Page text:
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Getting Enough Sleep May Shield You From Alzheimer’s

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Sleep Doctors are well aware of the restorative power of sleep, but research is uncovering more about the “how and why” behind this immeasurably important restoration. A study published in Science has found that during sleep the cleanup system in your brain goes into high gear, flushing out toxic waste products within cells that accumulate during the day. Turns out. this process helps protect you from Alzheimer’s disease.

Scientists are calling this nightly self-cleaning action of the brain a compelling reason for the beneficial impact of sleep upon health. Included among the waste products the body eliminates is beta-amyloid protein, the substance that forms the plaque found in the brain of Alzheimer’s patients.

Author Maiken Nedergaard says brain cells reduce in size during sleep, a phenomenon that permits fluid to enter and flush out the brain. The research team also found the brain cleared out the detrimental amyloid protein twice as fast during sleep than during waking hours.

When you don’t get enough sleep, the brain can’t get rid of the toxins as well. This factor explains why sleep deprivation causes mental fog and crankiness along with a greater risk of migraines and seizures. Rats completely deprived of sleep die within weeks, a sobering fact that illustrates the value of getting an optimal amount of rest.

Another Study Suggests a Link Between Inadequate Sleep and Alzheimer’s

On the heels of this discovery, a study published in JAMA Neurology added more evidence to the link between poor sleep and Alzheimer’s disease. Researchers from the Johns Hopkins Bloomberg School of Health knew that patients with Alzheimer’s spend more time awake and suffer from more fragmented sleep than those without the illness. They also noted that earlier studies show impaired sleep is associated with cognitive decline in older adults. In light of these links, they set out to further explore the issue.

Scientists evaluated data from 70 participants with a mean age of 76, all of whom were free of dementia. The individuals were required to report on their sleep patterns, and their beta-amyloid deposition in the brain was measured using brain imaging. Those who experienced the shorter sleep duration had more beta-amyloid buildup in the brain; therefore, the authors concluded that poor sleep might promote the deposition of the substance.

9 Sleep Tips From a Natural Health Practitioner

It is clear that getting a good night’s sleep is very important for good health, but prescription sleep medications and over-the-counter sleep aids have troubling side effects. For advice on natural means of banishing insomnia, Live in the Now sought out Kathy Gruver, Ph.D., natural health author, speaker and practitioner. She provided the following tips:

  1. Make sure you do not have caffeine too late in the day. It is a stimulant and even people who have it regularly can start to have a sensitive reaction over time.
  2. Keeping your sleep cycle consistent is important. Don’t take long naps during the day or sleep in too late on the weekends, as these practices may throw off your cycle.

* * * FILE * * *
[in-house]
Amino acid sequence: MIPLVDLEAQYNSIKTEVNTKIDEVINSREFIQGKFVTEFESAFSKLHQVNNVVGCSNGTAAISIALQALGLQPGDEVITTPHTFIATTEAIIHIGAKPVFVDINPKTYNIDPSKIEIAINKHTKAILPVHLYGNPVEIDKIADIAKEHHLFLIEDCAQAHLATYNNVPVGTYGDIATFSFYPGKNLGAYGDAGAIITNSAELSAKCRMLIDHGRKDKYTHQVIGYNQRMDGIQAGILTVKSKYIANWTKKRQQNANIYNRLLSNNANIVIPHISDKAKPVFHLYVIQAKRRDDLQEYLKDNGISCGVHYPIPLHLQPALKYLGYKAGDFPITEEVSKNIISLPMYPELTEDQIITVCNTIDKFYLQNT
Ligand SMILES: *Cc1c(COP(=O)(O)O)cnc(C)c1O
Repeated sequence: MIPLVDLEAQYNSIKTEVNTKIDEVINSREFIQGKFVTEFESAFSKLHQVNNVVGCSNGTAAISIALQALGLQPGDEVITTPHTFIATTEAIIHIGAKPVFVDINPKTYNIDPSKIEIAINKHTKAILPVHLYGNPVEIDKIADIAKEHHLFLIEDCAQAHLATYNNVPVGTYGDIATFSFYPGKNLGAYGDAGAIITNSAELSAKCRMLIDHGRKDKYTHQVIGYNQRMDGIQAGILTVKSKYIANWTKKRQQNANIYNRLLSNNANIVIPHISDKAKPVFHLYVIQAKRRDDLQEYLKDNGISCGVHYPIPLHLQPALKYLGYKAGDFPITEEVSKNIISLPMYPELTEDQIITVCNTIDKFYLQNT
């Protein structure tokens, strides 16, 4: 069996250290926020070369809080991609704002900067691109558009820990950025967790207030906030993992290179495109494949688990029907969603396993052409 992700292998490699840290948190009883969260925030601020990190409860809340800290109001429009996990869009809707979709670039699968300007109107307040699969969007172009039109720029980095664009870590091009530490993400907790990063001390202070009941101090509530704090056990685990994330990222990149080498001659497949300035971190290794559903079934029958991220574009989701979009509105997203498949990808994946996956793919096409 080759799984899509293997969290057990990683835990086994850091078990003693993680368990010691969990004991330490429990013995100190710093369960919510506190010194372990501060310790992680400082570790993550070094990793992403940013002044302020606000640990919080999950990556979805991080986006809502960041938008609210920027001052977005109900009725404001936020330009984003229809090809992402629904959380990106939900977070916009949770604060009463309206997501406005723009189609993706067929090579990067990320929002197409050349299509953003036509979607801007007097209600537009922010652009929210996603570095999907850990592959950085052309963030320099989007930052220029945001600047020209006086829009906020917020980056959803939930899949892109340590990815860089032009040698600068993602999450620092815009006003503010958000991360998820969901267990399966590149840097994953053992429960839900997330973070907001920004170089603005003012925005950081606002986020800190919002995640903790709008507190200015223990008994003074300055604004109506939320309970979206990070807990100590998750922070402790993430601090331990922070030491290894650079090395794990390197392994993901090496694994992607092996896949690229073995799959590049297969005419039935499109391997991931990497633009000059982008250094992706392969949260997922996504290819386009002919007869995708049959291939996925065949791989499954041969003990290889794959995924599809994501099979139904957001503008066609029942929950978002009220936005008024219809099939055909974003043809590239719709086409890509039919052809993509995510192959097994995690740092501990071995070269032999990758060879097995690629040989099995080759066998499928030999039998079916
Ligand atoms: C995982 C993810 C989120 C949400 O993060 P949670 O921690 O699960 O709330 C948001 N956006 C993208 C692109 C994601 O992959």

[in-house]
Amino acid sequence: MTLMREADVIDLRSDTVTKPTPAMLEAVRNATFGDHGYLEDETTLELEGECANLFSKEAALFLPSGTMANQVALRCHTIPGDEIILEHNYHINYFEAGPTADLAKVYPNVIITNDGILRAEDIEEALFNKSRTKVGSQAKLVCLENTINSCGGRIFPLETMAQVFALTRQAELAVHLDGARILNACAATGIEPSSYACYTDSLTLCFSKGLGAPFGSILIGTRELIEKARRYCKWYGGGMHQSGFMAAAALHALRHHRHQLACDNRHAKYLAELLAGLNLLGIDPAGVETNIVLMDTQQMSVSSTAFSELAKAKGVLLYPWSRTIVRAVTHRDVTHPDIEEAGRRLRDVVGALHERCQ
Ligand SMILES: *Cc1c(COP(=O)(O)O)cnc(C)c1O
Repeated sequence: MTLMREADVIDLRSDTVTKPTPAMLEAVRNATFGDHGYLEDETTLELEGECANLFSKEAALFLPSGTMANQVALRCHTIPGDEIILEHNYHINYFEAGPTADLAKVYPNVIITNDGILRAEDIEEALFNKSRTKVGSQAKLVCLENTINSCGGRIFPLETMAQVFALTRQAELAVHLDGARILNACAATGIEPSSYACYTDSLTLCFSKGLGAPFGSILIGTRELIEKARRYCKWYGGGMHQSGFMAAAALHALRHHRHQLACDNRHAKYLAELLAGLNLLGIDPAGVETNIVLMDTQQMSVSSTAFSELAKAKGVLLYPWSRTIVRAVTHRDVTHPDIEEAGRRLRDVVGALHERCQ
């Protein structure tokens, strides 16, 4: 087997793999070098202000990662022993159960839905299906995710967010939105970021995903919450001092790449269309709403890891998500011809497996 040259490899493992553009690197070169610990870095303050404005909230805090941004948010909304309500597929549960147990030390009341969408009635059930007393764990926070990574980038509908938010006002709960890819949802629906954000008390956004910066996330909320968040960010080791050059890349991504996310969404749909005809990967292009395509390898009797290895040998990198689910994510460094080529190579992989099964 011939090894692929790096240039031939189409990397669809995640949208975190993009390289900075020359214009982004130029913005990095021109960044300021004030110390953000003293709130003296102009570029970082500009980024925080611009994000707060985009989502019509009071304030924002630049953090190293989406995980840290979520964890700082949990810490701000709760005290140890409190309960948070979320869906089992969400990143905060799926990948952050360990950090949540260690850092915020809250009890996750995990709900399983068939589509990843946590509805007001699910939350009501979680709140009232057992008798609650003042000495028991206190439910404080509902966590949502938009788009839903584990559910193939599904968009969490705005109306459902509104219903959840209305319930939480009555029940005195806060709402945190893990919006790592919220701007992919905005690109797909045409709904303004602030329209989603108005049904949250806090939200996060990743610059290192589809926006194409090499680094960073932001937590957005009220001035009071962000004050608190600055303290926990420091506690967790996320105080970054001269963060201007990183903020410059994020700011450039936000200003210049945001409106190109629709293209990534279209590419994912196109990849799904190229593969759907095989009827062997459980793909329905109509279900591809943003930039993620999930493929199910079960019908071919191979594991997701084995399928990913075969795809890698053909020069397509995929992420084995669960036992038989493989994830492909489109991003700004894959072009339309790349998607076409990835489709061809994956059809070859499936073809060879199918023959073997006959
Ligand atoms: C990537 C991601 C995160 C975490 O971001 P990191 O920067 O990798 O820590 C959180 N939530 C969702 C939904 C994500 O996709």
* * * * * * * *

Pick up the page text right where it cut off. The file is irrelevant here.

3. Although the B vitamins are necessary for sleep, you don’t want to take them too late in the day because they can cause insomnia.
  4. Other great supplements for sleep include lavender, valerian root, hops, and chamomile. They can be taken in tinctures, teas or capsules. Lavender is a common aromatherapy botanical used to induce sleep and relaxation.
  5. You want to make sure your room is in an optimal state for sleep — dark, quiet and uncluttered. Don’t do anything in bed other than sleep and lovemaking. Watching TV, especially upsetting news or violent shows, can stimulate you and cause sleeplessness.
  6. If you’re having trouble sleeping in the middle of the night, you don’t have to lie there and torture yourself. If it’s been more than 20 minutes, get up and look for a distraction. Watch a calm TV show, read a book, play with your pet or stretch. Don’t do anything stimulating, or you may find yourself up all night.
  7. If you find that your sleep is caused by stressful repetitive thoughts, you can counter them with affirmations. Say, “I fall asleep quickly and easily, and I wake up feeling refreshed.” This not only programs the body but also cancels out those negative repetitive thoughts you’re having.
  8. Something else you can do is take a brain dump. If you wake up in the middle of the night with a list of things to do, write them down and plan to do them first thing in the morning. If you’re worried about something that you’re not sure you did, get up and check on it. Lying there and wondering about it is not the way to solve the problem. Make sure the stove is off, or see if you paid that bill. It’s okay to get up to check on things.

Sources:                                             

http://www.medicalnewstoday.com/articles/267710.php

http://healthland.time.com/2013/10/21/less-sleep-linked-to-alzheimers-disease/

http://www.washingtonpost.com/national/health-science/brains-flush-toxic-waste-in-sleep-including-alzheimers-linked-protein-study-of-mice-finds/2013/10/19/9af49e40-377a-11e3-8a0e-4e2cf80831fc_story.html

http://www.sciencemag.org/content/342/6156/373


Mary West is a natural health enthusiast, as she believes this area can profoundly enhance wellness. She is the creator of a natural healing website where she focuses on solutions to health problems that work without side effects. You can visit her site and learn more at http://www.alternativemedicinetruth.com. Ms. West is also the author of Fight Cancer Through Powerful Natural Strategies.


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